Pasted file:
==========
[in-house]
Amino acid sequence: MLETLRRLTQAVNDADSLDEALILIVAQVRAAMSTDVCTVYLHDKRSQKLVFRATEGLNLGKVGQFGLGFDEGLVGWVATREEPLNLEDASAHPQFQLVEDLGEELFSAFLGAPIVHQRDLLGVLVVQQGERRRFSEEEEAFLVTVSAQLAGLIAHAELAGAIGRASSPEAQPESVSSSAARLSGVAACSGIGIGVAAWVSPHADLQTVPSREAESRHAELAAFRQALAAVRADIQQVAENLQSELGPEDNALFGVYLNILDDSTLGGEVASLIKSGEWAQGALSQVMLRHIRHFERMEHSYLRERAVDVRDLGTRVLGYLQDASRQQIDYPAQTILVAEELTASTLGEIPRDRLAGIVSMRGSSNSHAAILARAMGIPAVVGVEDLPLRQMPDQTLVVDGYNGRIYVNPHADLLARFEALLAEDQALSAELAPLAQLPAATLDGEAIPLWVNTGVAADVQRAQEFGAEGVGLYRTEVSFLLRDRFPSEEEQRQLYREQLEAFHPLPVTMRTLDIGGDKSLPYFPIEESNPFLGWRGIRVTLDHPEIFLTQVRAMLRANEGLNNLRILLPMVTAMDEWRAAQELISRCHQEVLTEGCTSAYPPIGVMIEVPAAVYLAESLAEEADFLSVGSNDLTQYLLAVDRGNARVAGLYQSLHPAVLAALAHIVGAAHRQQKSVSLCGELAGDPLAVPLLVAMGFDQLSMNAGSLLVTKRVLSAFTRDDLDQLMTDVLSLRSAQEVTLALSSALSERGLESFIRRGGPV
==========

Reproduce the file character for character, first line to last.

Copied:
[in-house]
Amino acid sequence: MLETLRRLTQAVNDADSLDEALILIVAQVRAAMSTDVCTVYLHDKRSQKLVFRATEGLNLGKVGQFGLGFDEGLVGWVATREEPLNLEDASAHPQFQLVEDLGEELFSAFLGAPIVHQRDLLGVLVVQQGERRRFSEEEEAFLVTVSAQLAGLIAHAELAGAIGRASSPEAQPESVSSSAARLSGVAACSGIGIGVAAWVSPHADLQTVPSREAESRHAELAAFRQALAAVRADIQQVAENLQSELGPEDNALFGVYLNILDDSTLGGEVASLIKSGEWAQGALSQVMLRHIRHFERMEHSYLRERAVDVRDLGTRVLGYLQDASRQQIDYPAQTILVAEELTASTLGEIPRDRLAGIVSMRGSSNSHAAILARAMGIPAVVGVEDLPLRQMPDQTLVVDGYNGRIYVNPHADLLARFEALLAEDQALSAELAPLAQLPAATLDGEAIPLWVNTGVAADVQRAQEFGAEGVGLYRTEVSFLLRDRFPSEEEQRQLYREQLEAFHPLPVTMRTLDIGGDKSLPYFPIEESNPFLGWRGIRVTLDHPEIFLTQVRAMLRANEGLNNLRILLPMVTAMDEWRAAQELISRCHQEVLTEGCTSAYPPIGVMIEVPAAVYLAESLAEEADFLSVGSNDLTQYLLAVDRGNARVAGLYQSLHPAVLAALAHIVGAAHRQQKSVSLCGELAGDPLAVPLLVAMGFDQLSMNAGSLLVTKRVLSAFTRDDLDQLMTDVLSLRSAQEVTLALSSALSERGLESFIRRGGPV